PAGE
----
A Comparison of Dynamic Response and Brain Tissue Deformation for Ball Carriers and Defensive Tacklers in Professional Rugby Shoulder-to-Head Concussive Impacts

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Title: A Comparison of Dynamic Response and Brain Tissue Deformation for Ball Carriers and Defensive Tacklers in Professional Rugby Shoulder-to-Head Concussive Impacts
Authors: Rock, Bianca Brigitte
Date: 2016
Abstract: The long-term consequences of repetitive mild traumatic brain injuries (mTBIs), or concussions, as well as the immediate acute dangers of head collisions in sport have become of growing concern in the field of medicine, research and athletics. An estimated 3.8 million sports-related concussions occur in the United States annually, with the highest incidence having been documented in football, hockey, soccer, basketball and rugby (Harmon et al., 2013). The incidence of concussion in the National Rugby League (NRL) corresponds to approximately 8.0-17.5 injuries per 1000 playing hours, with tackling having been identified as the most common cause (Gardner et al., 2014; King et al., 2014). The highest incidence of rugby concussive impacts is a result of shoulder-to-head collisions (35%) during tackles and game play (Gardner et al., 2014). Shoulder-to-head concussive events occur primarily on the ball carrier and secondarily on the tacklers (Hendricks et al., 2014; Quarrie & Hopkins, 2008). While some studies report that the ball carrier is at a greater risk of sustaining a concussion (Gardner et al., 2015; King et al., 2010, 2014), others have demonstrated a greater incidence of tacklers being removed from play for sideline concussion evaluation (Gardner et al., 2014). Given this discrepancy, the purpose of this study was to compare dynamic response and brain tissue deformation metrics for ball carriers and defensive tacklers in professional rugby during shoulder-to-head concussive impacts using in-laboratory reconstructions. Ten cases with an injured defensive tackler and ten cases with an injured ball carrier were reconstructed using a pneumatic linear impactor striking a 50th percentile Hybrid III headform to calculate dynamic response and maximum principal strain values. There was no significant difference between the two impact conditions for peak resultant linear and rotational accelerations, as well as brain tissue deformation. Differences between metrics in this research and past research where the impacting system was not reported were discussed. These differences reflect the importance of accounting for impact compliance when describing the risk associated with collisions in professional rugby.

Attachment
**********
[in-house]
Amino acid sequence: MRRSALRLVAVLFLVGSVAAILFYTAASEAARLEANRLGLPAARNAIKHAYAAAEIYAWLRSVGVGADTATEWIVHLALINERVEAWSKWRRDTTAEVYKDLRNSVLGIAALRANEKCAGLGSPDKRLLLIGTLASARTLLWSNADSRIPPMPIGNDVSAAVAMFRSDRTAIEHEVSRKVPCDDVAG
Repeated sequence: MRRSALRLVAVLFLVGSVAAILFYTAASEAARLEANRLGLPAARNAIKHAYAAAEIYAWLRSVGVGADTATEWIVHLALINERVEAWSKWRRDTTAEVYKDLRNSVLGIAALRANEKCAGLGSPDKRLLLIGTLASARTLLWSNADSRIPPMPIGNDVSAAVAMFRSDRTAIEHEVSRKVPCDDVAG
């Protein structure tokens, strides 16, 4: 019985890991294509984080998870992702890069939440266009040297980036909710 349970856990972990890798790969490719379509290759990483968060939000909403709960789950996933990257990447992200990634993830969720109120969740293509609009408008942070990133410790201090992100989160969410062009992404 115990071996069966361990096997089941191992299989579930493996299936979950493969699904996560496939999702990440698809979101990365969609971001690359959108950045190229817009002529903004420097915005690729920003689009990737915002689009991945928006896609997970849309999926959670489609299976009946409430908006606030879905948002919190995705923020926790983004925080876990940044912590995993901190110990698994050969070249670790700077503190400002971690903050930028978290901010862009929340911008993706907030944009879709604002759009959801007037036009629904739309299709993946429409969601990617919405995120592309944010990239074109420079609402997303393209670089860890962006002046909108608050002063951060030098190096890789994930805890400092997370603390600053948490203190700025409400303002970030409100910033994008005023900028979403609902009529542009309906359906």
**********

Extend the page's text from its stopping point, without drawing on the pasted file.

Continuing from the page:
URL: http://hdl.handle.net/10393/35118
http://dx.doi.org/10.20381/ruor-5508
CollectionThèses, 2011 - // Theses, 2011 -
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